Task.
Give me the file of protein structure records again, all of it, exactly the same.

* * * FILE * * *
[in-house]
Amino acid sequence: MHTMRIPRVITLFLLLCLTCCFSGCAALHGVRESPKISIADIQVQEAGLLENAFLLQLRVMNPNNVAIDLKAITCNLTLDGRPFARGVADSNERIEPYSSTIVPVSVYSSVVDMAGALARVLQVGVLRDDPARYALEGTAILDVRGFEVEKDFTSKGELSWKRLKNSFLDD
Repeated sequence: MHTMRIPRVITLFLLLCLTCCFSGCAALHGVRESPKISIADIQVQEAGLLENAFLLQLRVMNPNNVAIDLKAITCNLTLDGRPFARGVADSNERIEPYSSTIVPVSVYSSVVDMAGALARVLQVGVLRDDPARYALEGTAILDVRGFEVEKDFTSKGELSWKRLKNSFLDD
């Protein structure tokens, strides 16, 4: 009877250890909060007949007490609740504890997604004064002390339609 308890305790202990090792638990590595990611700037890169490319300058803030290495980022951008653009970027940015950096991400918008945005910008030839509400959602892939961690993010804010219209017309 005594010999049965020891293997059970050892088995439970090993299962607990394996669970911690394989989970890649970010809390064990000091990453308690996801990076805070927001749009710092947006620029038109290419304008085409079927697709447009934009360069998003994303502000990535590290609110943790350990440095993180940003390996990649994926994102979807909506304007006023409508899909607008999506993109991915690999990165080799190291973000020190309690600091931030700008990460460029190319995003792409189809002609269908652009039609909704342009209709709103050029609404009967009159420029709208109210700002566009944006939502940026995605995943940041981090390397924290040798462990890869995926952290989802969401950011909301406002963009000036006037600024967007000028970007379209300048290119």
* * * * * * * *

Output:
[in-house]
Amino acid sequence: MHTMRIPRVITLFLLLCLTCCFSGCAALHGVRESPKISIADIQVQEAGLLENAFLLQLRVMNPNNVAIDLKAITCNLTLDGRPFARGVADSNERIEPYSSTIVPVSVYSSVVDMAGALARVLQVGVLRDDPARYALEGTAILDVRGFEVEKDFTSKGELSWKRLKNSFLDD
Repeated sequence: MHTMRIPRVITLFLLLCLTCCFSGCAALHGVRESPKISIADIQVQEAGLLENAFLLQLRVMNPNNVAIDLKAITCNLTLDGRPFARGVADSNERIEPYSSTIVPVSVYSSVVDMAGALARVLQVGVLRDDPARYALEGTAILDVRGFEVEKDFTSKGELSWKRLKNSFLDD
């Protein structure tokens, strides 16, 4: 009877250890909060007949007490609740504890997604004064002390339609 308890305790202990090792638990590595990611700037890169490319300058803030290495980022951008653009970027940015950096991400918008945005910008030839509400959602892939961690993010804010219209017309 005594010999049965020891293997059970050892088995439970090993299962607990394996669970911690394989989970890649970010809390064990000091990453308690996801990076805070927001749009710092947006620029038109290419304008085409079927697709447009934009360069998003994303502000990535590290609110943790350990440095993180940003390996990649994926994102979807909506304007006023409508899909607008999506993109991915690999990165080799190291973000020190309690600091931030700008990460460029190319995003792409189809002609269908652009039609909704342009209709709103050029609404009967009159420029709208109210700002566009944006939502940026995605995943940041981090390397924290040798462990890869995926952290989802969401950011909301406002963009000036006037600024967007000028970007379209300048290119």